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Game Recap: Pats rally from 13-point deficit to steal game

You find out the most about yourself when the chips are down and your back is against the wall. That being the case, the Patriots found out a lot with a 17-16 victory over the New York Jets.

In easily the biggest game for the franchise since the 1998 season, New England was coming up empty throughout the first half. New York's first two possessions put the Patriots in a quick 10-0 hole. The Jets defense made New England's running game non-existent and the passing game was dismal. The Patriots looked to be taking a step backward after a big win over New Orleans in Week 11.

However, in a total about face from the Week Two meeting with New York, the Patriots (7-5) found a way to pull out an all-important division victory. After giving a game to the Jets with costly turnovers, the Patriots stole a win despite showing no signs of life in the first half. 

To say the Patriots were struggling in the first half is an understatement. The offense had 67 net yards and was just 1-of-6 on third down. The defense put the team in an early hole by giving up a touchdown on the first possession of the game. New England allowed 61 rushing yards and could only watch as Vinny Testaverde threw for 164 yards and a touchdown. New York converted 4-of-9 on third down, and there was no indication the Patriots would ever get it going.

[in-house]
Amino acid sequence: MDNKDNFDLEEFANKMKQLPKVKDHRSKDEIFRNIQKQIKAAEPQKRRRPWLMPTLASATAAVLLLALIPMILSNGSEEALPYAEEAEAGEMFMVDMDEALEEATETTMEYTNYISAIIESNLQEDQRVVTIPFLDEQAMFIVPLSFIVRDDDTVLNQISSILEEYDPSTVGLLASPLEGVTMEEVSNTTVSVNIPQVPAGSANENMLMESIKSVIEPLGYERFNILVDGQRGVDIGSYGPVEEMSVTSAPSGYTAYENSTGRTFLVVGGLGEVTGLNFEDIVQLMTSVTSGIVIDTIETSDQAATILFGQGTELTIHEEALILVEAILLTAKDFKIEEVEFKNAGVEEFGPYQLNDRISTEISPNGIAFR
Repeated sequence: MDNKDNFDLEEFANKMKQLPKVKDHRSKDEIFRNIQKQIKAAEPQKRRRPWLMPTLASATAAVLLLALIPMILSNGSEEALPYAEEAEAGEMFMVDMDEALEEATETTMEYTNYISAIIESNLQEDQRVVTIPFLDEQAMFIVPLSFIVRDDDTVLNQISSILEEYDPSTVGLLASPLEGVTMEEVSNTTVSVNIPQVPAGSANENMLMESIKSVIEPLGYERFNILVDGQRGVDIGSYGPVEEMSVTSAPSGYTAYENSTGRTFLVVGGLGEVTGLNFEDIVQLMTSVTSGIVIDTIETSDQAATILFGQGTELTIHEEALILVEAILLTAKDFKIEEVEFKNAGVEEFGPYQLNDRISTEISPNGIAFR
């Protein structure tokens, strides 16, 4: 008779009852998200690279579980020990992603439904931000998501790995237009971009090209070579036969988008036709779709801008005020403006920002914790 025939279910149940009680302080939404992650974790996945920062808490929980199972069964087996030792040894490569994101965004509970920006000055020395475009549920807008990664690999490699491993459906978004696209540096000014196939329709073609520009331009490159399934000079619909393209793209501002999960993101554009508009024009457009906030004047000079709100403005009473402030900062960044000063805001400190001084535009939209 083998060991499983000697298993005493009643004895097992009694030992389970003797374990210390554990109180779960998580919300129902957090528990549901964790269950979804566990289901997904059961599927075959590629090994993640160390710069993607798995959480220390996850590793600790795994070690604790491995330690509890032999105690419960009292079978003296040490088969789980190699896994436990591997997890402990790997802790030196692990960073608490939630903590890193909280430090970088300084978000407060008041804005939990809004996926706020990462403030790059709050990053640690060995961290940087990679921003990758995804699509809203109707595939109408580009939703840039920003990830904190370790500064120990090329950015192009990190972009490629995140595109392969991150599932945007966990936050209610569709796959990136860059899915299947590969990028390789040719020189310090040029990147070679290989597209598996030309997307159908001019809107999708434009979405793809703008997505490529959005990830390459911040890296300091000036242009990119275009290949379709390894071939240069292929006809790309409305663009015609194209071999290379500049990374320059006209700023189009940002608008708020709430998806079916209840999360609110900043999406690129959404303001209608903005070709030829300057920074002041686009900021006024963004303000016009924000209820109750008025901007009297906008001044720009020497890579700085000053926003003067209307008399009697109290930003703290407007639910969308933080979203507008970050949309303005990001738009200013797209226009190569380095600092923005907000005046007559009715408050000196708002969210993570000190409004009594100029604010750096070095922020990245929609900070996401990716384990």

Despite all this, the Jets lead was just 13-0 heading into halftime. It was gut-check time in the locker room at the break.

"We didn't do much of anything in the first half on offense or defense," said fullback Marc Edwards, who scored the Patriots second touchdown of the day to help redeem himself after two fumbles in the first game against the Jets. "We came in at halftime and the coaches challenged our manhood. We were getting our butts whooped physically. The key to winning games for us has been being physical. We weren't doing that, and after the first series of the second half, it was like, 'Oh man, this could wind up being 34-0."

The New England Patriots take on the New York Jets at The Meadowlands on Sunday, December 2, 2001.

Even with the halftime challenge from the coaching staff, the team didn't exactly come out like a ball of fire to open the second half. A three-and-out series by the offense lost 12 yards and a terrible 19-yard punt by Ken Walter gave New York the ball at the Patriots 36-yard line. Desperation began to set in.

Somebody needed to step up and make a play. Defensive tackle Brandon Mitchell was that man, coming up with two straight plays that began to turn the tide. On first down he stopped Richie Anderson for a 3-yard loss. On the next play he caused the first turnover of the game when he tipped a Testaverde pass, which was then picked off by linebacker Mike Vrabel.

"The atmosphere going into halftime was down because we knew we were not playing our best football," Mitchell said. "We just felt as though we needed to make something happen. When you can disrupt the other team's flow, good things will happen for your team."

Finally there was a sense of momentum for the Patriots. It was up to the offense to make the most of the opportunity, which it did with a touchdown drive. Good teams have to be resourceful, and New England was. For the biggest play of the game on offense, the Patriots went to a most unexpected source: wide receiver Fred Coleman.

On third-and-three, Tom Brady (20-of-28 for 213 yards) found Coleman on a quick slant. Coleman took his first career reception 46 yards down to the Jets 4-yard line, and the Patriots finally got points on the board two plays later on an 4-yard run by Antowain Smith.